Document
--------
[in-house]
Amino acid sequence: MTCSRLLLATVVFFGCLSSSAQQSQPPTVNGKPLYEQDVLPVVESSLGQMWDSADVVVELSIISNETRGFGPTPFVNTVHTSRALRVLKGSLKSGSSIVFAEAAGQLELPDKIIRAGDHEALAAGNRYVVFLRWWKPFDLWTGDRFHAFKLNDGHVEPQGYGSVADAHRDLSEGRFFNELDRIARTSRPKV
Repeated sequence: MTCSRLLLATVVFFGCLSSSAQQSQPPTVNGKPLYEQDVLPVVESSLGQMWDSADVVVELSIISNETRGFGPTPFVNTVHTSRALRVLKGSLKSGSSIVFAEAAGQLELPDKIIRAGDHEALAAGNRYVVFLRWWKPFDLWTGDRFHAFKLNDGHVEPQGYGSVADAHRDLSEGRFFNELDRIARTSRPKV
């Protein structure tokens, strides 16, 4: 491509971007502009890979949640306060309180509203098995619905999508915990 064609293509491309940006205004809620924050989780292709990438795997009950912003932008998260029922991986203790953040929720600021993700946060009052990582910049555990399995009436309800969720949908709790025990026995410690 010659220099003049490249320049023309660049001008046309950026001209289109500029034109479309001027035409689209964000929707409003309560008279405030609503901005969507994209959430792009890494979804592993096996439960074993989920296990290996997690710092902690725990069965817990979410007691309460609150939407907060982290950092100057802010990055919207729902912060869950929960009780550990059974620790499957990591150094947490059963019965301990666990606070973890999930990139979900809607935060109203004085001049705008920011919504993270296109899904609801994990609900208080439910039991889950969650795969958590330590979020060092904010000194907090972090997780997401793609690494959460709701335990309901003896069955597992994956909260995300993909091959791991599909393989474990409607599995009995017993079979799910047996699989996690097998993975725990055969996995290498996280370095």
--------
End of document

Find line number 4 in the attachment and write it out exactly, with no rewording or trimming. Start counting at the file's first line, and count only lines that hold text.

């Protein structure tokens, strides 16, 4: 491509971007502009890979949640306060309180509203098995619905999508915990 064609293509491309940006205004809620924050989780292709990438795997009950912003932008998260029922991986203790953040929720600021993700946060009052990582910049555990399995009436309800969720949908709790025990026995410690 010659220099003049490249320049023309660049001008046309950026001209289109500029034109479309001027035409689209964000929707409003309560008279405030609503901005969507994209959430792009890494979804592993096996439960074993989920296990290996997690710092902690725990069965817990979410007691309460609150939407907060982290950092100057802010990055919207729902912060869950929960009780550990059974620790499957990591150094947490059963019965301990666990606070973890999930990139979900809607935060109203004085001049705008920011919504993270296109899904609801994990609900208080439910039991889950969650795969958590330590979020060092904010000194907090972090997780997401793609690494959460709701335990309901003896069955597992994956909260995300993909091959791991599909393989474990409607599995009995017993079979799910047996699989996690097998993975725990055969996995290498996280370095």